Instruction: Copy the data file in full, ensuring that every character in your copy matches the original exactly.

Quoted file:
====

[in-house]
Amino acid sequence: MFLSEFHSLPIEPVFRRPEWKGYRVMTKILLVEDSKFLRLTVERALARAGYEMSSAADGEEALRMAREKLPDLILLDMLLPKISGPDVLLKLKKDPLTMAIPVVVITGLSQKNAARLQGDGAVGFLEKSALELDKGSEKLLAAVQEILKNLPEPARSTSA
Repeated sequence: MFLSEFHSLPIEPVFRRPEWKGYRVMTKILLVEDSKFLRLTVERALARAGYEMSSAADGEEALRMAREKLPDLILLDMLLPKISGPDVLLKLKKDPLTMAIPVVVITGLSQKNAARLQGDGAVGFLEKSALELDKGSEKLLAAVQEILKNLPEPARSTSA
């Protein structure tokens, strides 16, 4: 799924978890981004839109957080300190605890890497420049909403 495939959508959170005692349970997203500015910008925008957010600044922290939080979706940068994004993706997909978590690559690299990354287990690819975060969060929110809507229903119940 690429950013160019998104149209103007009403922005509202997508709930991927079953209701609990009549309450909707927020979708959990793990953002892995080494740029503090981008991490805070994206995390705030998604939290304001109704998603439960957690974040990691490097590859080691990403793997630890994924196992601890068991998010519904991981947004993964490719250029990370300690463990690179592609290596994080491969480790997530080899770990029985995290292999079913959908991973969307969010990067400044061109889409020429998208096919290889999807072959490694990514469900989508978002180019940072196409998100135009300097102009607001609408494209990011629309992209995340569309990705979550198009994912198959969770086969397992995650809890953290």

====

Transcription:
[in-house]
Amino acid sequence: MFLSEFHSLPIEPVFRRPEWKGYRVMTKILLVEDSKFLRLTVERALARAGYEMSSAADGEEALRMAREKLPDLILLDMLLPKISGPDVLLKLKKDPLTMAIPVVVITGLSQKNAARLQGDGAVGFLEKSALELDKGSEKLLAAVQEILKNLPEPARSTSA
Repeated sequence: MFLSEFHSLPIEPVFRRPEWKGYRVMTKILLVEDSKFLRLTVERALARAGYEMSSAADGEEALRMAREKLPDLILLDMLLPKISGPDVLLKLKKDPLTMAIPVVVITGLSQKNAARLQGDGAVGFLEKSALELDKGSEKLLAAVQEILKNLPEPARSTSA
């Protein structure tokens, strides 16, 4: 799924978890981004839109957080300190605890890497420049909403 495939959508959170005692349970997203500015910008925008957010600044922290939080979706940068994004993706997909978590690559690299990354287990690819975060969060929110809507229903119940 690429950013160019998104149209103007009403922005509202997508709930991927079953209701609990009549309450909707927020979708959990793990953002892995080494740029503090981008991490805070994206995390705030998604939290304001109704998603439960957690974040990691490097590859080691990403793997630890994924196992601890068991998010519904991981947004993964490719250029990370300690463990690179592609290596994080491969480790997530080899770990029985995290292999079913959908991973969307969010990067400044061109889409020429998208096919290889999807072959490694990514469900989508978002180019940072196409998100135009300097102009607001609408494209990011629309992209995340569309990705979550198009994912198959969770086969397992995650809890953290």